There was never a curse, nor an indignant expression but there was always that charming childlike simplicity with overwhelming concern and affection. Unknown to the outer world, such holy men go finally unsung but unknowingly, many a heart is filled, unseen and unheard, with the fragrance of unbounded love.  

Well, the impression that he created in my mind is well imprinted and I pay homage to this great monk.

Ganesha – the Giver

||Om hrim vighneshwaraaya namaha||

Ganesha at the temple altar of Ramakrishna Centre of SA, Durban
Ganesha at the temple altar of Ramakrishna Centre of South Africa, Durban

Today we observe Sri Ganesh Chaturthi. The wonderful Bengali song, “Giri Ganesha aamaar shubhokaari” ends with this line “Suresha kumaar Ganesha aamaar | taader naa dekhile jhore noyona baari ” is being sung in the beginning of Durga Puja. “Ganesha be my auspicious. Ganesha is mine, Kartik, the son of Shiva is mine; If I dont see them, tears flow from my eyes.”

The day started with a special puja to Sri Ganesh in our temple. Devotees, by turn perform japa of the above-quoted mantra from 6 am to 6 pm on a relay manner.  After the Puja, my mind started munching albeit nostalgically the childhood days when we would bring the image of Ganesh from the market the earlier evening. Oh! What an enthusiasm in holding Him, as Ganesh, in that small idol, appearing so cute and everyone in the family vie for each other in having Him in their hands.

Sweet Kozhuk kattai
Sweet Kozhuk kattai

We, as children would eagerly await the completion of puja so that we are served with tasty modakam, in Tamil, Kozhuk kattai stuffed with purnam. There used to be two varieties one sweet and the other savoury (ellu and usili ). After leaving Madras in 1970, I have not had the taste of it as I went on moving in North and Eastern India. And now in South Africa, Tamil devotees have not even heard of this term, not to speak of its preparation!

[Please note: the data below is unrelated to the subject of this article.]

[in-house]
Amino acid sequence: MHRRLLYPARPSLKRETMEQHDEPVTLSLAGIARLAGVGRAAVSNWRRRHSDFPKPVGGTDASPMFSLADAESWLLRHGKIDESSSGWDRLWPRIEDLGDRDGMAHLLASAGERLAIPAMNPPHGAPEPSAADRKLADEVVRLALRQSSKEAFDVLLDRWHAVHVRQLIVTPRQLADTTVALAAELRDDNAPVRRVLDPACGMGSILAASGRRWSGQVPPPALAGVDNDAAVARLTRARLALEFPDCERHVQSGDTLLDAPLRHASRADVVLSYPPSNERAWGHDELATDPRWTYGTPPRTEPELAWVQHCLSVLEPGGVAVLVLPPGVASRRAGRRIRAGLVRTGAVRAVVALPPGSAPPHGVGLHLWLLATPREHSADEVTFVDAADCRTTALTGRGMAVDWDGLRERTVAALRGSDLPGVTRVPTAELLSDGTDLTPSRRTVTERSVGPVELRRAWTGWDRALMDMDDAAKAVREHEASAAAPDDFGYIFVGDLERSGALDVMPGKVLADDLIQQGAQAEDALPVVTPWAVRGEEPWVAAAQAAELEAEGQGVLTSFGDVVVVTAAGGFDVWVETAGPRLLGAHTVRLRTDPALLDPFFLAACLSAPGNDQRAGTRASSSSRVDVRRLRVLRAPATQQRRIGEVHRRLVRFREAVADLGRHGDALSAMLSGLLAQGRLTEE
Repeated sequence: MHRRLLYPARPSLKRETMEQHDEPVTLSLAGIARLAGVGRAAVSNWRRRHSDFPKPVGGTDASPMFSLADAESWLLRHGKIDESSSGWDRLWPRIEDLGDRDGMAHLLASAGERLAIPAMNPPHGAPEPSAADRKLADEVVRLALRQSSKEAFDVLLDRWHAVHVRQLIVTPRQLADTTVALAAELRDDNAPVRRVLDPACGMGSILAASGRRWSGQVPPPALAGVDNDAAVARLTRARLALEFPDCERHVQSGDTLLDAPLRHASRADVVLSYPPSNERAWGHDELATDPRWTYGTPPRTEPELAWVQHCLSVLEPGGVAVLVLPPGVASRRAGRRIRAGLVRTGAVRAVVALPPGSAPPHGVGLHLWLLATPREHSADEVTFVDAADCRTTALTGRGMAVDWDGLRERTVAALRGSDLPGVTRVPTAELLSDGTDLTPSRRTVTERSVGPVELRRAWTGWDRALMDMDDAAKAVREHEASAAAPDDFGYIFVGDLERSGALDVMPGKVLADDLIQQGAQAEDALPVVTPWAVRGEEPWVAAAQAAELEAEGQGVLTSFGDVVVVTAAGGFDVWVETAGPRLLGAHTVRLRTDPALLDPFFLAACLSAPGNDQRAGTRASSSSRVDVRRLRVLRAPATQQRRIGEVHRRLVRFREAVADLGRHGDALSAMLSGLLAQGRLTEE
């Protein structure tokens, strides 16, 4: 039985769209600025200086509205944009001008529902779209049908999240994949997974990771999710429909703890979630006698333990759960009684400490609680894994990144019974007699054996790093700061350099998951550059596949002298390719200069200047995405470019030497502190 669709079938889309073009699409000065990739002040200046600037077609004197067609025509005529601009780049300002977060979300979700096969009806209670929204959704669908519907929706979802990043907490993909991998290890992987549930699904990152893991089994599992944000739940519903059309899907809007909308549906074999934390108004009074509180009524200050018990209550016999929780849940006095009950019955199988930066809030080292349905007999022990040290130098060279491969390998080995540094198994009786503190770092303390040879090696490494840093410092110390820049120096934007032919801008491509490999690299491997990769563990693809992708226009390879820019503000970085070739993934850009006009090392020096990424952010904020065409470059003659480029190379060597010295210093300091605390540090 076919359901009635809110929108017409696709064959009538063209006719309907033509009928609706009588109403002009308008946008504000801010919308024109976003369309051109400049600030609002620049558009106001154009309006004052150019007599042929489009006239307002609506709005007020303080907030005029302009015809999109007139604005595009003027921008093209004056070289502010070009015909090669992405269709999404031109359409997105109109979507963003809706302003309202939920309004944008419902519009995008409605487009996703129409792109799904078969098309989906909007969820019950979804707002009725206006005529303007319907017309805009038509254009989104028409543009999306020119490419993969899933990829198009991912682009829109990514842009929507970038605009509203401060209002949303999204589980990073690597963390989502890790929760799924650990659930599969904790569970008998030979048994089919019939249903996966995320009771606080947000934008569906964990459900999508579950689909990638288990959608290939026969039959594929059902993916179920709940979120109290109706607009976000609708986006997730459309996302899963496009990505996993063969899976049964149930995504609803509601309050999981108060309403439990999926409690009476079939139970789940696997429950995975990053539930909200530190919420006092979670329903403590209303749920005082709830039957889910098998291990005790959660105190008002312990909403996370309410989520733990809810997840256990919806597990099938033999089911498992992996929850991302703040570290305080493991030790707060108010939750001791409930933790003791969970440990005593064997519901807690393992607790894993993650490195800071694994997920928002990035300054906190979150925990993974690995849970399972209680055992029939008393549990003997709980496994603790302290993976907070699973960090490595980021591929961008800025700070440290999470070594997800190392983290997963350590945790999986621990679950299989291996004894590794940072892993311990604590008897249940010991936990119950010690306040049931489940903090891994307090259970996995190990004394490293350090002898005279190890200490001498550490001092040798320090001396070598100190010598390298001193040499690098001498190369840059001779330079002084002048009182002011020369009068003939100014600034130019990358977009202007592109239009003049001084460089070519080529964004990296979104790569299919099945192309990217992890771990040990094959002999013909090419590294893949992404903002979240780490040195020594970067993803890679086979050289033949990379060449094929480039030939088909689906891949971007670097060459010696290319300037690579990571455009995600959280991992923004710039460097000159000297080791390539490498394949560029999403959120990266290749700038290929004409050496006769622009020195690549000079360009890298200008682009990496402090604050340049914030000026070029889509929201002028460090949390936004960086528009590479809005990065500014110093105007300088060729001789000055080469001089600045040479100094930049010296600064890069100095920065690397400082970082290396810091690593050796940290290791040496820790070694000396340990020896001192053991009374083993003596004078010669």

In Ranchi where I was stayput for long 12 years (a yuga, in local parlance), Ganesh Chaturthi was uneventful. However, I used to relish the news of the Puja getting extremely popular all over India in the last two decades and I remember how a Maharashtrian family once invited me for lunch on the Puja day and to our hearts’ content, besides the sumptuous meals, we discussed the importance of Ganesh Puja and how the veteran freedom fighter Bal Gangadhar Tilak began. 

This happened in Ranchi. On one Ganesh chaturthi day during the noon break, I went strolling towards our school called ‘Vivekananda Vidyalaya’. The school was in recess and I found groups of pupils sitting together and enjoying their tiffin. I came near to one group of girls, studying in class IV. Among them one girl, a poor Munda Tribal, was not eating anything though the tiffin box was lying in front of her. Naturally my curiosity was aroused and I enquired her why she had not been eating while all others students were taking their tiffins. 

She kept mum as these tribal girls do not speak out immediately. One trait I noticed with them was that to get an answer one had to repeat the question while with the non-tribals, you just ask once and you get ten answers! The tribals by nature are very timid.